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It seems almost every day of late, I find myself asking:  Whatever happened to common courtesy?  To manners and decorum? Civility, dignity, respect?  To setting a good example?

Once upon a time, our society was consumed with etiquette and proper behavior, so much so that newspaper columns such as Emily Post and Miss Manners were big business.  The thought of offending someone or making them uncomfortable in some way was almost unthinkable for civilized persons.  Even for the average citizen, violating the constructs of acceptable public behavior was cause for major embarrassment.  My, how far we’ve fallen.

It’s not just the little things that have been lost – like saying please and thank you, holding doors, saying hello when you encounter a fellow human being on the street.  It’s bigger things, as well.  I bet most of us could come up with a myriad of examples of behavior we’ve witnessed that would have been unthinkable just a short while ago.  Not only have most people become desensitized to such behavior, some even champion it.

​Consider the woman here in Northern Virginia who was photographed giving the Presidential motorcade the middle finger salute.  Rather than being embarrassed for her own poor judgement, she boasted of it, and immediately became a darling of the left-wing media.  She was held up as an inspirational symbol of the Resist movement, and thousands of people donated over $100k to her GoFundMe account.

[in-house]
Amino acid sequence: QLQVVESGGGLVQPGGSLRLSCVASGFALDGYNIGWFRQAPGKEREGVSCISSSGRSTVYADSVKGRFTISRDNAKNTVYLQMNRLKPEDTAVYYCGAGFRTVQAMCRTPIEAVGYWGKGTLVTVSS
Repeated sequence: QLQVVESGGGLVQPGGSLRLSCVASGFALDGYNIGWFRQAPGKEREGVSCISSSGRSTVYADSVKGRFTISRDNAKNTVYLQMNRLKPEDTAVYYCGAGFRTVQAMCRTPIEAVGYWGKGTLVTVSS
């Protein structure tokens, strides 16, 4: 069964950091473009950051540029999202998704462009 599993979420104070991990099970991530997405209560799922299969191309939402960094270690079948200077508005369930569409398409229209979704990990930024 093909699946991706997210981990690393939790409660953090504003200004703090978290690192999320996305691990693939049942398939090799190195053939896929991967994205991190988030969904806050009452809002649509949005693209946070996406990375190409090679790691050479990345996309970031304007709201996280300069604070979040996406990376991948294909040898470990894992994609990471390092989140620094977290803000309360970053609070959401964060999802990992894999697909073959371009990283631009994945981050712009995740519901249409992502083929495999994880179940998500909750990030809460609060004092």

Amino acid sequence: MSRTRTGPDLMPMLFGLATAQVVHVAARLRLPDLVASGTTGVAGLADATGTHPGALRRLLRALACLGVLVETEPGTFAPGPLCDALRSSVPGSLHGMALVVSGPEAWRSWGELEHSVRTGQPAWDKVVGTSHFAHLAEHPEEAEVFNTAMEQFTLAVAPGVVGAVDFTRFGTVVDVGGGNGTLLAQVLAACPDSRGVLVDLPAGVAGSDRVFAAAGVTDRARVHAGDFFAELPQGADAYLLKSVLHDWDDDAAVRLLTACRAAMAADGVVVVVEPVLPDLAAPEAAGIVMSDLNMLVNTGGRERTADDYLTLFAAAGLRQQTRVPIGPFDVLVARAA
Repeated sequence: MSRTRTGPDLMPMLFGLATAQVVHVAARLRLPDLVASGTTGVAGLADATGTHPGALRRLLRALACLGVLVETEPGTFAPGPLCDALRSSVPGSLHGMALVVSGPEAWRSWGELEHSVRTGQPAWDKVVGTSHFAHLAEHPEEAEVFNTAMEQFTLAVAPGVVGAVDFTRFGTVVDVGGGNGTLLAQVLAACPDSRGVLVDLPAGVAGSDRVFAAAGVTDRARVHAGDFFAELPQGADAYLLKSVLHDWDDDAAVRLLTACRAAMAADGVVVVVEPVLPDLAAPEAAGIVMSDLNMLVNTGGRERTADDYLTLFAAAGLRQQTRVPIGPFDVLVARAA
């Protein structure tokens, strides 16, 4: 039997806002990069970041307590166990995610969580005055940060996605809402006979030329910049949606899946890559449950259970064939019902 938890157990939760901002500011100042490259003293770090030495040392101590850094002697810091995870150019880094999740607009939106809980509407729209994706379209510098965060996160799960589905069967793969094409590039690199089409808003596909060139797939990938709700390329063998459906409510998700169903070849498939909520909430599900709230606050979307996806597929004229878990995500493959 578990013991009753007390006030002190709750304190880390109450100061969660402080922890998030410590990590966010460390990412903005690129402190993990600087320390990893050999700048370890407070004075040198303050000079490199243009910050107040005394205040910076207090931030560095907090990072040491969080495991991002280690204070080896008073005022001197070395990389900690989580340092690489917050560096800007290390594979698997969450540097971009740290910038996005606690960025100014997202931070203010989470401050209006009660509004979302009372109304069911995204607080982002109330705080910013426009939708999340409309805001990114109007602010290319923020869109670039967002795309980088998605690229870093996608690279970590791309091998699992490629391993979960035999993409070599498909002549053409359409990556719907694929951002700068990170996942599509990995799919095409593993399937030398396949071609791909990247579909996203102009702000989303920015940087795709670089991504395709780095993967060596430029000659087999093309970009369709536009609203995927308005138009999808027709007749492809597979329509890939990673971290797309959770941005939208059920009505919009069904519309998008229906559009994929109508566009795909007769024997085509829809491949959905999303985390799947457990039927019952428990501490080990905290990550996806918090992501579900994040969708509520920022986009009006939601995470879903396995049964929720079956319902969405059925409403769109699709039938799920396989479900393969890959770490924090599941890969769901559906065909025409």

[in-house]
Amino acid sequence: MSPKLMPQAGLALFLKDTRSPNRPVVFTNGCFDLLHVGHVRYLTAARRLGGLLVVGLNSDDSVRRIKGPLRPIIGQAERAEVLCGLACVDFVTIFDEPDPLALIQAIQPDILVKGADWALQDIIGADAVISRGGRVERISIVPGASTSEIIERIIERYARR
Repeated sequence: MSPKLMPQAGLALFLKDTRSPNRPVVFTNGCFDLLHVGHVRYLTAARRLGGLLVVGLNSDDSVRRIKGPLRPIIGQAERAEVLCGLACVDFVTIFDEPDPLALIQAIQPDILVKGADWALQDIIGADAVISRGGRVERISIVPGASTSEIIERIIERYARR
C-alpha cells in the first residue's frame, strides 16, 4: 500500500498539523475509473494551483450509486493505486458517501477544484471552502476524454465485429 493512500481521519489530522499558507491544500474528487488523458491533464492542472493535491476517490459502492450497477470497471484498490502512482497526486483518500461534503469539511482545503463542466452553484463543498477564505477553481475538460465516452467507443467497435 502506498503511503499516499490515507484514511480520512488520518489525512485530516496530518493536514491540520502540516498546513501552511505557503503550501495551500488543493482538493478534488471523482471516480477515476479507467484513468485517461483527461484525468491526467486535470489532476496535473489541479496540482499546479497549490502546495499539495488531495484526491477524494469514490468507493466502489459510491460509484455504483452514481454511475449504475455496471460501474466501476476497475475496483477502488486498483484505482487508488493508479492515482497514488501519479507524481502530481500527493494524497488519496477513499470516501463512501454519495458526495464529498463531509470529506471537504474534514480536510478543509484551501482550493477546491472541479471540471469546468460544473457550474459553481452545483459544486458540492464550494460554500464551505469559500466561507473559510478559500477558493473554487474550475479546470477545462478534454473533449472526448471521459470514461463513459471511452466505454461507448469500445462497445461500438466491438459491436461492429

And just last week, at our local Democratic Committee’s annual gala, no less than SIX elected officials, including the current Virginia Attorney General, belittled a sitting US Congresswoman by posing with her cardboard effigy which was dressed in a derogatory t-shirt.  I suppose it is one thing for constituents to engage in this behavior – they’ll tell you it’s all in good fun, of course – but for those who purport to represent all of us?  Not very inspiring.

I came across this recent article in the WSJ lamenting the loss of “maturity, grace, and self-discipline” among today’s adults who, according to the author, are not setting the example for the next generation.  I could not agree more. 

We could argue all day about the root cause of the decline in societal niceties, but I believe the reason we have lost courtesy, dignity, and respect is that we no longer value each other – or even ourselves – as we once did.  Courtesy is a signal to another person that they are important, that they are significant enough to deserve your care and concern.  Dignity and respect not only symbolize how you feel about others, such things indicate to the world how you feel about yourself. 

So the next time you’re tempted to flip off the President or mock your colleague, just remember that it says as much about you as it does about them. 

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